Presentations (Communicative Events)

Open for Climate Justice: Conversations with Columbia Climate School Researchers

De Sherbinin, Alexander M.; Tedesco, Marco; MacManus, Kytt; Bielskas, Amanda S.

This panel was presented as a part of Columbia University Libraries' Open Access Week 2022 programming. Read more here:

The term "climate justice" reflects an explicit acknowledgement that the climate crisis has far-reaching impacts that are most often felt by communities with relatively few resources. These same communities often lack the means and the access needed to produce, disseminate, and use knowledge around the climate crisis. Openness in research on climate can create pathways to more equitable knowledge sharing and serve as a means to address the inequities that shape the impacts of climate change and our response to them. This panel discussion will highlight how “openness” factors into the work of Columbia researchers and their connections with the climate justice movement.

Kytt MacManus, CIESIN
Students Take the Driver's Seat in Drone-Enabled Geospatial Data Analysis
Students in MacManus's “Spatial Analysis for Sustainable Development,” course operated drones in Callicoon, NY to collect data and then map it using ARCGIS. Drones democratize access to data and enable daily high frequency measurements that eliminate the need to hire an external company and wait as long as multiple years for the data.

Kytt MacManus is a GIS Developer at the Center for International Earth Science Information Network (CIESIN), Columbia Climate School. He is an Adjunct Lecturer in the Undergraduate Special Concentration and Major in Sustainable Development and the M.P.A. in Environmental Science and Policy. Kytt has extensive experience with global dataset and web application development for the NASA Socio-economic Data and Applications Center (SEDAC), hosted by CIESIN.

Marco Tedesco, Lamont-Doherty
A New Dataset Could Aid Climate Justice Research
Tedesco developed a free data tool to explore issues at the crossroads of racial, social and climate justice. The Socio-Economic Physical Housing Eviction Risk (SEPHER) dataset integrates socio-economic information with natural disaster risks, other hazards, financial information from real estate databases and ethnicity, race and gender data. This is a case study of how climate change catalyzed gentrification in a Miami neighborhood.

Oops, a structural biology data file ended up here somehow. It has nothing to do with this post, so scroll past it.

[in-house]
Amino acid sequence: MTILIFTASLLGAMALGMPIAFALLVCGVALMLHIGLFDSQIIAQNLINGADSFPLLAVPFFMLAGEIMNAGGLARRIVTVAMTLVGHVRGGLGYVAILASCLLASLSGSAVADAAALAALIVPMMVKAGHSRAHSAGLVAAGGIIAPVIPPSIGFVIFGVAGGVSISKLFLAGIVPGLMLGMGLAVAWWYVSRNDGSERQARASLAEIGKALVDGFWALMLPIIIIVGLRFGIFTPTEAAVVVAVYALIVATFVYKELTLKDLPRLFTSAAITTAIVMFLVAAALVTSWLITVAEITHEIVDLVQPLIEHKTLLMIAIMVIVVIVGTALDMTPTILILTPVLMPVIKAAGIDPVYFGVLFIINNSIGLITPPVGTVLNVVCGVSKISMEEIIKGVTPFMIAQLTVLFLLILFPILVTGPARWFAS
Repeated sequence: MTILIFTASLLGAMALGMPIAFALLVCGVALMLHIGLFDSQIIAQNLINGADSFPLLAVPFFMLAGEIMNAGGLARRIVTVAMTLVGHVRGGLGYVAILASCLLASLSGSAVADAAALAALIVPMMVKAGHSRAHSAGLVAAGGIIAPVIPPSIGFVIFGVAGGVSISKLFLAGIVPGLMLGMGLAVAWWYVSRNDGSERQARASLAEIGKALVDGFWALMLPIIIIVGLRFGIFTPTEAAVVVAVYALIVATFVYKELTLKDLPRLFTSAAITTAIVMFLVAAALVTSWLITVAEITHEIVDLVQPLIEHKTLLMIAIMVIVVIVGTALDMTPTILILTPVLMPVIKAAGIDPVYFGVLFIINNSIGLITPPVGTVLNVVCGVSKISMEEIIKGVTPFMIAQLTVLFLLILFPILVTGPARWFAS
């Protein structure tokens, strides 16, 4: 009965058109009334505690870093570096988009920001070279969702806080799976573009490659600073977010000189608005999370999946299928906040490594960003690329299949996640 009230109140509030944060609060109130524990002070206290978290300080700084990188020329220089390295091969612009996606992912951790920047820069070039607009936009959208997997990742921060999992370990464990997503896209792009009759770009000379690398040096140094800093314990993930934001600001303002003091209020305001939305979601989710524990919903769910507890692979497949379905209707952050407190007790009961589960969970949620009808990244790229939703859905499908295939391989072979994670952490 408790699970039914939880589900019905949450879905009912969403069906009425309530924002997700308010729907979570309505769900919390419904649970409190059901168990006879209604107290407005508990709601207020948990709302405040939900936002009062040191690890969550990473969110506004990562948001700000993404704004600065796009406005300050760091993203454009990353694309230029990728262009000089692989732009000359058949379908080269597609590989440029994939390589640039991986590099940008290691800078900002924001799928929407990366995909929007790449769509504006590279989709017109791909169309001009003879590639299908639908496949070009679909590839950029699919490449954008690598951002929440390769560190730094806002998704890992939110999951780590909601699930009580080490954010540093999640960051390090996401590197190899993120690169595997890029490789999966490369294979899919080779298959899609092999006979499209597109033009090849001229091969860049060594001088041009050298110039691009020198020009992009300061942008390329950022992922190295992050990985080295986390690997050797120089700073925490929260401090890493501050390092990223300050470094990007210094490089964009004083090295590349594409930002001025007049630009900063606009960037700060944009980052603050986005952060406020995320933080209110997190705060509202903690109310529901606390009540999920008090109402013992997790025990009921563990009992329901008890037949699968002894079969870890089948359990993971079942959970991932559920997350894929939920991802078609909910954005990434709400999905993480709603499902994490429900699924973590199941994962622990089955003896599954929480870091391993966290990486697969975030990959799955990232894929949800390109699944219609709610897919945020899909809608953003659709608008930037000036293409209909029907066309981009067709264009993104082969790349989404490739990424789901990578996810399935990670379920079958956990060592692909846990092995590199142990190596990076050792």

Marco Tedesco is a Lamont Research Professor at the Lamont-Doherty Earth Observatory of Columbia University and Adjunct Scientist at the NASA Goddard Institute for Space Studies (GISS). He is also affiliated with the Data Science Institute, he is Affiliated professor at Sant’Anna School of Economics in Pisa, Italy and has been the Resident Scientist at the Columbia Business School for the past two years. He is a fellow of the Explorers Club and a member of the New York City Panel on Climate Change, Equity Working Group. Dr. Tedesco received his Laurea degree and PhD in Italy, from the University of Naples and the Italian National Research Council. He then spent five years as a postdoc and research scientist at NASA Goddard Space Flight Center. He moved to CCNY in 2008 as an Assistant Professor where he was promoted to Associate Professor in 2012. During his time at CCNY, he founded and directed the Cryosphere Processes Laboratory and was a rotating Program Manage at the National Science Foundation between 2013 and 2015. In January 2016, he joined Columbia University. Dr. Tedesco’s research focuses on the dynamics of seasonal snowpack, ice sheet surface properties, high latitude fieldwork, dendrochronology, global climate change, its implications on the economy and real estate and climate justice. Dr. Tedesco led more than 10 expeditions to Greenland and to Antarctica, beside fieldwork in many other places, including Iceland, Northern US, Canada, Italian Alps and more. He is the editor of the book “Remote Sensing of the Cryosphere” published by Wiley in 2015 and he is the author of the book “The hidden life of ice” originally published in 2018. The book has been translated in 7 languages and was selected by the Washington Post and by the National Geographic Traveler as one of the best 10 books of the year.

Alex de Sherbinin, CIESIN
Alex de Sherbinin is the Deputy Director and a Senior Research Scientist at the Center for International Earth Science Information Network (CIESIN), a spatial data and analysis center within the Columbia Climate School specializing in the human aspects of global environmental change.


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More About This Work

Published Here
November 14, 2022